What is truly ironic is that, given the topography of India and the way the links are envisaged, they might totally bypass the core dryland areas of central and western India, which are located on elevations of 300 to 1,000 metres above mean sea level.

In recent years, scientists have begun to carefully examine the potential impact of such large interventions in India’s river systems.

A 2018 study of 29 of these 44 rivers published in the renowned international science journal Elementa finds that ILR will submerge 3,400 sqkm of land and displace approximately 700,000 people, other than the huge additional displacement that would be caused by the vast canal network.

It will also decrease river flows for 24 of the 29 rivers (as much as 73 per cent), reducing freshwater deliveries to wetlands and estuaries.

Waterways will be exposed to new contaminants, invasive species, and disease-causing agents and the already vulnerable deltas of the Indian subcontinent will be further compromised due to reduced silt deposited by rivers in their deltas by as much as 87 per cent.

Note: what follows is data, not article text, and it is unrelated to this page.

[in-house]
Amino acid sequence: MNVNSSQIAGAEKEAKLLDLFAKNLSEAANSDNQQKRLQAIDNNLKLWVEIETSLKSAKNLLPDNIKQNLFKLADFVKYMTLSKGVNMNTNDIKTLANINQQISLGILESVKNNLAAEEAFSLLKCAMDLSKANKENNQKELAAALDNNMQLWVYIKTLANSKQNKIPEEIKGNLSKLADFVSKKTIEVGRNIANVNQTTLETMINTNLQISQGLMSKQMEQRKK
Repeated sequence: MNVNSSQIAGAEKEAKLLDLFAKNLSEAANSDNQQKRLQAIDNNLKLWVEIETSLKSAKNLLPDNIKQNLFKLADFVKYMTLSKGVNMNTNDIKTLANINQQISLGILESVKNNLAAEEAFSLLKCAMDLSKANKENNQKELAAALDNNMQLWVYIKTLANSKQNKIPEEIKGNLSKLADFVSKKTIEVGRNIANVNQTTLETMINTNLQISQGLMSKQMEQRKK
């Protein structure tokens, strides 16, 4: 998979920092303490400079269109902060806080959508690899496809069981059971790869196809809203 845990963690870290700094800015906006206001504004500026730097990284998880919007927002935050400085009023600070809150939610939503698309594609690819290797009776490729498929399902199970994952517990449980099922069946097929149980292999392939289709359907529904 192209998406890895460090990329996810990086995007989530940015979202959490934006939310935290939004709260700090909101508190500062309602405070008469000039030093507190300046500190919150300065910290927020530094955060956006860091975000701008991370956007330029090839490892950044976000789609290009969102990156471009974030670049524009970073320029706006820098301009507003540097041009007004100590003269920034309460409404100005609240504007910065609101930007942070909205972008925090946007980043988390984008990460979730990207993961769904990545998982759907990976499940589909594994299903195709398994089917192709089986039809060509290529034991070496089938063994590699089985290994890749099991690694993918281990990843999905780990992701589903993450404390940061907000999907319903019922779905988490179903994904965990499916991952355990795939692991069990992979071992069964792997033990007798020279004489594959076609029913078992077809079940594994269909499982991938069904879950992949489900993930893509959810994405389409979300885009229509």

Reduced stream-flows will likely affect delta salinity conditions and under a future rising sea-level scenario, the salinity of groundwater and river channels is expected to increase.

Climate-related salinity incursion in rivers and deltas will be exacerbated by the decrease in river mouth discharge.

Rare ecosystems and vital agricultural areas would become more vulnerable to storm surges, river flooding, and heightened salinity.

Already, reduced inflows due to natural and man-made processes have led to shoreline losses in the Krishna, Godavari and Mahanadi rivers.

The ILR will only aggravate the problem.